# create branch, switch to it, and track origin/master
git checkout -b new_branch origin/master

git bisect

This command will help you find the point where a bad change was introduced. All you need to do is provide a "good" commit and a "bad" commit.

Git will then go halfway between those points and checkout code. Now it's up to you to determine if that checkout is good or bad. Once you've decided and told Git, the process will be repeated until you find the commit that introduced the issue. Basically a log(n) function.

git show-branch

It's sick. Shows changes from all local branches and how they relate to one another. Check it out here.

git stash

Removed changes from working directory and stores them for later use.

# make changes
git stash # removes changes from working directory

#include untracked files
git stash --include-untracked

# do something that you need a clean working directory for

git stash pop # reapplies changes to working directory and removes from stash stack

# could also do below if you want to keep that particular stash in the stack
git stash apply stash@{0}

# apply stash to changes to new branch called new_branch_with_stash
git stash branch new_branch_with_stash

Cloning and Remotes

  1. When creating remote repositories, git clone --bare or git init --bare should be used
  2. Default git port is 9418 and is typically blocked
  3. .git is not required when cloning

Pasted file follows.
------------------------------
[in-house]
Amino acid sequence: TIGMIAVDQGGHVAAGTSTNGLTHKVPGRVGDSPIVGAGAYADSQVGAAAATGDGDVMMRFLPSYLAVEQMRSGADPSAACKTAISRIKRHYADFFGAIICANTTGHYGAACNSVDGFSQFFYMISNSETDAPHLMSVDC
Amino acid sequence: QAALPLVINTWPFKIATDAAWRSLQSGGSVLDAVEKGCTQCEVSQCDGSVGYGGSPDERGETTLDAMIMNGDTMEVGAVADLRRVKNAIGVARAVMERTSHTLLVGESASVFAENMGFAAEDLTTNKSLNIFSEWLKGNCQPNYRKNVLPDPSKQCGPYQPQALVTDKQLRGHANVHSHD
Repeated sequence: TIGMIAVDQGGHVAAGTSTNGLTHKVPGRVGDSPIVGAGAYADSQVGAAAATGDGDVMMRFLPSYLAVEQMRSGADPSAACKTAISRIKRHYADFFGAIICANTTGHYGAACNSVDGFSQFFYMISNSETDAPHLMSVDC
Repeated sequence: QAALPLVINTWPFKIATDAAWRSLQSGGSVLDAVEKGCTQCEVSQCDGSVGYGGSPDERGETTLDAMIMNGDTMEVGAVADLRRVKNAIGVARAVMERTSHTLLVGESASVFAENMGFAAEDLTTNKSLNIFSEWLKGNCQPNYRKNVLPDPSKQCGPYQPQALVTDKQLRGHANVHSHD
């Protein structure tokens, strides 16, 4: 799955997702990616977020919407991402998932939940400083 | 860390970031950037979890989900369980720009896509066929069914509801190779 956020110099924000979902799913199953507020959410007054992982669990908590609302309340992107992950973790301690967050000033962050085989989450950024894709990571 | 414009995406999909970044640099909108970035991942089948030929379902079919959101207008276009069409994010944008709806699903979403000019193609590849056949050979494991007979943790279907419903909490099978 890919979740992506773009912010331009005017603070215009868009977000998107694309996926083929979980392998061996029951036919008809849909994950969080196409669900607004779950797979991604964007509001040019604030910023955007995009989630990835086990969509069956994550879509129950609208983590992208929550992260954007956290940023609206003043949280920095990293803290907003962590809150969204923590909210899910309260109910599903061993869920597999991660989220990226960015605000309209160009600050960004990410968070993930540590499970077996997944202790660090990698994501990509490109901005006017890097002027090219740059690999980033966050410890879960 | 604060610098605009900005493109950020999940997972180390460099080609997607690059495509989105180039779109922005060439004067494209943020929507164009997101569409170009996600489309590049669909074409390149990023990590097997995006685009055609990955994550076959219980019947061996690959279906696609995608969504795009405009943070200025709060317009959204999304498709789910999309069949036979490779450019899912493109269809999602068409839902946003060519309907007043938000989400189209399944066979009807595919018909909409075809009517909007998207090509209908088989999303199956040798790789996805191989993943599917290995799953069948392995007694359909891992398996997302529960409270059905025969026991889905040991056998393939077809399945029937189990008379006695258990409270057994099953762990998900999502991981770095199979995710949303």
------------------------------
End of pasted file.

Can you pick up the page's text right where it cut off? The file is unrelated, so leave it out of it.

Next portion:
4. A clone knows about its upstream, but the upstream knows nothing about the clone
# Deletes all stale remote-tracking branches at myRemote
git remote prune myRemote

# renames remote from myRemote to renamedRemote
git remote rename myRemote renamedRemote

# the initial push to remote called origin
git push --mirror origin

Git Hooks

  1. Hooks should only be used as a last resort
  2. There are two types of hooks
    • Pre is run before the commit occurs
    • Post is run after the commit occurs
  3. Hooks must start with language spec (ex. #!/bin/sh)
  4. Hooks must have correct permissions
  5. Bypass hooks with --no-verify flag

Submodules

Submodules are probably one of the coolest things about Git, but only when you understand them. A submodule is a project that is in your repo but exists independently in its own source control.

A gitlink is a link from a tree object to a commit object, and it is what makes this possible.

Advanced Manipulations

git filter-branch can help rewrite the entire history of a repo. Be careful. When using this you should probably work on a clone and rename all remote references.

git rev-list combines multitude of options, sorts through complex commit history, intuit vague user specs, limit search spaces, and locate commits. Can be used to do date based checkout.

Hunks can be staged interactively using git add -p filename or git add -i.

Git can only compare branches within one repo. Easy way to compare across repos is to add a remote and fetch the branches to get them into current repo.

The End

Wow, that was a lot of stuff, and it barely breaks the surface. Hopefully some of this was helpful. Stack Overflow and Google are also great resources!

 

I am a life-long learner, adventure seeker, and front-end developer for @ExactTarget